Automatic Link-Detection in Encoded Archival Descriptions

  1. 1. Junte Zhang

    University of Amsterdam

  2. 2. Khairun Nisa Fachry

    University of Amsterdam

  3. 3. Jaap Kamps

    University of Amsterdam

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In this paper we investigate how currently emerging link
detection methods can help enrich encoded archival
descriptions. We discuss link detection methods in general,
and evaluate the identifi cation of names both within, and
across, archival descriptions. Our initial experiments suggest
that we can automatically detect occurrences of person
names with high accuracy, both within (F-score of 0.9620) and
across (F-score of 1) archival descriptions. This allows us to
create (pseudo) encoded archival context descriptions that
provide novel means of navigation, improving access to the
vast amounts of archival data.
Archival fi nding aids are complex multi-level descriptions
of the paper trails of corporations, persons and families.
Currently, fi nding aids are increasingly encoded in XML using
the standard Encoded Archival Descriptions. Archives can
cover hundreds of meters of material, resulting in long and
detailed EAD documents. We use a dataset of 2,886 EAD
documents from the International Institute of Social History
(IISG) and 3,119 documents from the Archives Hub, containing
documents with more than 100,000 words. Navigating in such
archival fi nding aids becomes non-trivial, and it is easy to loose
overview of the hierarchical structure. Hence, this may lead to
the loss of important contextual information for interpreting
the records.
Archival context may be preserved through the use of authority
records capturing information about the record creators
(corporations, persons, or families) and the context of record
creation. By separating the record creator’s descriptions
from the records or resources descriptions themselves, we
can create “links” from all occurrences of the creators to
this context. The resulting descriptions of record creators
can be encoded in XML using the emerging Encoded Archival
Context (EAC) standard. Currently, EAC has only been applied
experimentally. One of the main barriers to adoption is that
it requires substantial effort to adopt EAC. The information
for the creator’s authority record is usually available in some form (for example, EAD descriptions usually have a detailed
fi eld <bioghist> about the archive’s creator). However, linking
such a context description to occurrences of the creator in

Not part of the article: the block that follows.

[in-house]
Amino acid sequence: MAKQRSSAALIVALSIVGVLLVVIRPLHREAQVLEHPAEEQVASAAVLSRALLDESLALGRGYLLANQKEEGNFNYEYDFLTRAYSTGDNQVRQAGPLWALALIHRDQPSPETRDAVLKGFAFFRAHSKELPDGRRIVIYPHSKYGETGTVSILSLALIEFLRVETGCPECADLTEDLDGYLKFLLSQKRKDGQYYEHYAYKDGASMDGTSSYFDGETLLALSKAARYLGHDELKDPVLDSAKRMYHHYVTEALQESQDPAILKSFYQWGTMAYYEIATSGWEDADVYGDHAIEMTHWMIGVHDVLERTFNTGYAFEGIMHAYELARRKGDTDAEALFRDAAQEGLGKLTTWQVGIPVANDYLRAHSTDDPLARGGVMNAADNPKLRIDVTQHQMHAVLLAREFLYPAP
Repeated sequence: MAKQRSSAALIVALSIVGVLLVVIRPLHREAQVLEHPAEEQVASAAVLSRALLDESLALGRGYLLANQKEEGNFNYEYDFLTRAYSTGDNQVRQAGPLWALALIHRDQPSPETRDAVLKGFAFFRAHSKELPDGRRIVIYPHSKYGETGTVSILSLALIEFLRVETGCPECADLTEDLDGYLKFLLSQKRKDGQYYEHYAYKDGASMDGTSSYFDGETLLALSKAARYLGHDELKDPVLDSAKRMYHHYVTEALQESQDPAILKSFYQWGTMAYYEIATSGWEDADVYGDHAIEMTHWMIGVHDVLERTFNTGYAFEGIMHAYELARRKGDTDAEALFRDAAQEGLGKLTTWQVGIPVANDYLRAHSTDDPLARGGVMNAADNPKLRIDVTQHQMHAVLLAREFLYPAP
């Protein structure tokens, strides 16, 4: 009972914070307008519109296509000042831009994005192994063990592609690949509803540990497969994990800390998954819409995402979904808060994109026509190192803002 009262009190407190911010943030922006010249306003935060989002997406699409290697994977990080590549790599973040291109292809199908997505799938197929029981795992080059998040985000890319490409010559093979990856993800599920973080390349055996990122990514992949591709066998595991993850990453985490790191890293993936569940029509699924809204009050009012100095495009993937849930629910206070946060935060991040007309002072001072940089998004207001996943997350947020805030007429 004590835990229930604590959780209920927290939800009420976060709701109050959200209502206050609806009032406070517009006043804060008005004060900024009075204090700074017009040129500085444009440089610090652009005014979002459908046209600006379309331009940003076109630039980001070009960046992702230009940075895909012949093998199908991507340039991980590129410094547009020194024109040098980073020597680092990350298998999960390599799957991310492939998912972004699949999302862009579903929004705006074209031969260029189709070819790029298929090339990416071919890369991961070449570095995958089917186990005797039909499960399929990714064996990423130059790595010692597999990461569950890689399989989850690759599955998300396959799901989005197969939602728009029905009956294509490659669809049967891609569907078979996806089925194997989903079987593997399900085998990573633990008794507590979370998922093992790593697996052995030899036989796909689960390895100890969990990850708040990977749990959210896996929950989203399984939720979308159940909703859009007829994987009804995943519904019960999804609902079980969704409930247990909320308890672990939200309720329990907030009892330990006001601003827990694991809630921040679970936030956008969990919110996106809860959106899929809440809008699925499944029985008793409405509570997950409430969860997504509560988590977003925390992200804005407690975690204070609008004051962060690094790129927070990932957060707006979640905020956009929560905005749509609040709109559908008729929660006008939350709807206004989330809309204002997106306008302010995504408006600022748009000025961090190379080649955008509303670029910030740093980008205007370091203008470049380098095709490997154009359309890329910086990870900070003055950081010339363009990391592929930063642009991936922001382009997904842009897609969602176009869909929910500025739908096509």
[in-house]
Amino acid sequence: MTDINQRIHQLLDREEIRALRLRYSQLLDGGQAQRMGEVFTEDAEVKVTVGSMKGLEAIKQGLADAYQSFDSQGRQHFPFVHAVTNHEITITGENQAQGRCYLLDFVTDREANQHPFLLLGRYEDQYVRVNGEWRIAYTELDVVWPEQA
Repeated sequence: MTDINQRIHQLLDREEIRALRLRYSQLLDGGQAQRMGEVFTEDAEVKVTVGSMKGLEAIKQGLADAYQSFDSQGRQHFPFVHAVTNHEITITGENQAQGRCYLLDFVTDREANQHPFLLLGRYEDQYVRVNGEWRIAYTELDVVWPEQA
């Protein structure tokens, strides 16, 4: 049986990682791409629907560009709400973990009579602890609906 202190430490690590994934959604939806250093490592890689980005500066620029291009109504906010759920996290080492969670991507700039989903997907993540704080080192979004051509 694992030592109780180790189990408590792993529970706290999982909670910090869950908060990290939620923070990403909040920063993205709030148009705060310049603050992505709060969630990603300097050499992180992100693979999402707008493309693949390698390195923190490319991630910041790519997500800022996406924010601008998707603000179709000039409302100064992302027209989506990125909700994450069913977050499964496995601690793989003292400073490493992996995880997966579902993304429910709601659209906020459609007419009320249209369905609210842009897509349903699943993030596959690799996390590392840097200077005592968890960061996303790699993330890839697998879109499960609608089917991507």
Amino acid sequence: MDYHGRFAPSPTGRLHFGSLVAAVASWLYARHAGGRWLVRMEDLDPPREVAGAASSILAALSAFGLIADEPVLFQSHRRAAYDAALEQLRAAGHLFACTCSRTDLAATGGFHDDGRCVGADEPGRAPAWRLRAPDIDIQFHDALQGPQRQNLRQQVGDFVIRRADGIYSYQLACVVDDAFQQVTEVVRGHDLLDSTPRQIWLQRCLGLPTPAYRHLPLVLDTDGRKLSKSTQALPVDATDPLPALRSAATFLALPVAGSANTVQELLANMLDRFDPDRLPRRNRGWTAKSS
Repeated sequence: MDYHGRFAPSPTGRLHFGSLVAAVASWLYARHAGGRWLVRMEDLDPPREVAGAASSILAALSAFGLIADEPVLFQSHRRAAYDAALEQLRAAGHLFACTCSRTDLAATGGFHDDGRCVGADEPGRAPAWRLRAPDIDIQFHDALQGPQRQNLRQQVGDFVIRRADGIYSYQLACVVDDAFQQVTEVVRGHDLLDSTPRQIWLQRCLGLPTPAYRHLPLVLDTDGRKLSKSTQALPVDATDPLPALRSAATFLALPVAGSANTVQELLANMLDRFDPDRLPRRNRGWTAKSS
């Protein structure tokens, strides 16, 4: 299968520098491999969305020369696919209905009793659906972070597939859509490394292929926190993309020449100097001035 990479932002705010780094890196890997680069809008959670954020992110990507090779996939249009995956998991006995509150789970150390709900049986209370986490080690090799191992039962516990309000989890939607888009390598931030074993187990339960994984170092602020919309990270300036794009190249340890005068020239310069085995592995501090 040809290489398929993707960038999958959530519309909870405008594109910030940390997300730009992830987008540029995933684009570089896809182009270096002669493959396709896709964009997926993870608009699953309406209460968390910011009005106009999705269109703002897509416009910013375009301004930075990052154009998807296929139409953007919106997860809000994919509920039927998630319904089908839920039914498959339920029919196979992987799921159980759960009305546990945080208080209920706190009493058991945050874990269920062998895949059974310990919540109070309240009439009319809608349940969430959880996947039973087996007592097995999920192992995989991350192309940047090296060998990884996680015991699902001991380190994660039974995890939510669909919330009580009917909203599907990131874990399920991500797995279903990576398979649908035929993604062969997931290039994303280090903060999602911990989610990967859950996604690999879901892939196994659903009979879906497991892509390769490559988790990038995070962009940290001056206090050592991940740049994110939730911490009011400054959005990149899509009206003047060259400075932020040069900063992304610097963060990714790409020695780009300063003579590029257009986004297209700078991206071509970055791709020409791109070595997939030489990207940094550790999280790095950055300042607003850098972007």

the archival descriptions requires more structure than that is
available in legacy data.
Our main aim is to investigate if and how automatic link
detection methods could help improve archival access.
Automatic link detection studies the discovery of relations
between various documents. Such methods have been
employed to detect “missing” links on the Web and recently
in the online encyclopedia Wikipedia. Are link detection
methods suffi ciently effective to be fruitfully applied to archival
descriptions? To answer this question, we will experiment on
the detection of archival creators within and across fi nding aids.
Based on our fi ndings, we will further discuss how detected
links can be used to provide crucial contextual information
for the interpretation of records, and to improve navigation
within and across fi nding aids.
Link Detection Methods
Links generated by humans are abundant on the World Wide
Web, and knowledge repositories like the online encyclopedia
Wikipedia. There are two kinds of links: incoming and outgoing
links. Substrings of text nodes are identifi ed as anchors and
become clickable. Incoming links come from text nodes
of target fi les (destination node) and point to a source fi le
(origin node), while an outgoing link goes from text node in
the source document (origin node) to a target fi le (destination
node). Two assumptions are made: a link from document A to
document B is a recommendation of B by A, and documents
linked to each other are related.
To automatically detect whether two nodes are connected,
it is necessary to search the archives for some string that
both share. Usually it is only one specifi c and extract string. A
general approach to automatic link detection is fi rst to detect
the global similarity between documents. After the relevant
set of documents has been collected, the local similarity can
be detected by comparing text segments with other text
segments in those fi les. In structured documents like archival
fi nding aids, these text segments are often marked up as
logical units, whether it be the title <titleproper>, the wrapper